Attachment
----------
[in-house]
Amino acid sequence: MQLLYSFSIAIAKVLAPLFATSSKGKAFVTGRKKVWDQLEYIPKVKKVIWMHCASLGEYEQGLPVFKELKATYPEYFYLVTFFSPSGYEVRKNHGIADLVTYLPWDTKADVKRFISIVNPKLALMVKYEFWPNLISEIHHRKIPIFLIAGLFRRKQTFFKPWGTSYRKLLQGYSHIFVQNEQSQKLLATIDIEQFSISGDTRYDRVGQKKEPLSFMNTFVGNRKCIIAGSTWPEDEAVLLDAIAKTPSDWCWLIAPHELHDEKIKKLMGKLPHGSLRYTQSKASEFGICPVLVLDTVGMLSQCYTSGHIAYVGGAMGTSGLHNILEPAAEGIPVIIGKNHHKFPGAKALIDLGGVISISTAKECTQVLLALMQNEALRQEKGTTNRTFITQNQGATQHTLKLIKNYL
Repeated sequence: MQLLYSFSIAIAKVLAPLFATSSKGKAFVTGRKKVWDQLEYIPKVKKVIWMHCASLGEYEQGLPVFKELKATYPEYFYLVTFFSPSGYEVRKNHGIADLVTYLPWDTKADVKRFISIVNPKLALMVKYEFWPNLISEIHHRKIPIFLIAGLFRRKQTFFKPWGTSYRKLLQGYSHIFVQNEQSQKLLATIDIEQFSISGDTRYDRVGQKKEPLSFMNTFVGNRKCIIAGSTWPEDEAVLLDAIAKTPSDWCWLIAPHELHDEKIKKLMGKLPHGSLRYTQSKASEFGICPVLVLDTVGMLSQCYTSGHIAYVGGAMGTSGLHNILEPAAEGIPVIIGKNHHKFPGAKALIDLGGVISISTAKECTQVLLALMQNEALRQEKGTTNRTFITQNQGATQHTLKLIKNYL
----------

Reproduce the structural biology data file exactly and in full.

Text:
[in-house]
Amino acid sequence: MQLLYSFSIAIAKVLAPLFATSSKGKAFVTGRKKVWDQLEYIPKVKKVIWMHCASLGEYEQGLPVFKELKATYPEYFYLVTFFSPSGYEVRKNHGIADLVTYLPWDTKADVKRFISIVNPKLALMVKYEFWPNLISEIHHRKIPIFLIAGLFRRKQTFFKPWGTSYRKLLQGYSHIFVQNEQSQKLLATIDIEQFSISGDTRYDRVGQKKEPLSFMNTFVGNRKCIIAGSTWPEDEAVLLDAIAKTPSDWCWLIAPHELHDEKIKKLMGKLPHGSLRYTQSKASEFGICPVLVLDTVGMLSQCYTSGHIAYVGGAMGTSGLHNILEPAAEGIPVIIGKNHHKFPGAKALIDLGGVISISTAKECTQVLLALMQNEALRQEKGTTNRTFITQNQGATQHTLKLIKNYL
Repeated sequence: MQLLYSFSIAIAKVLAPLFATSSKGKAFVTGRKKVWDQLEYIPKVKKVIWMHCASLGEYEQGLPVFKELKATYPEYFYLVTFFSPSGYEVRKNHGIADLVTYLPWDTKADVKRFISIVNPKLALMVKYEFWPNLISEIHHRKIPIFLIAGLFRRKQTFFKPWGTSYRKLLQGYSHIFVQNEQSQKLLATIDIEQFSISGDTRYDRVGQKKEPLSFMNTFVGNRKCIIAGSTWPEDEAVLLDAIAKTPSDWCWLIAPHELHDEKIKKLMGKLPHGSLRYTQSKASEFGICPVLVLDTVGMLSQCYTSGHIAYVGGAMGTSGLHNILEPAAEGIPVIIGKNHHKFPGAKALIDLGGVISISTAKECTQVLLALMQNEALRQEKGTTNRTFITQNQGATQHTLKLIKNYL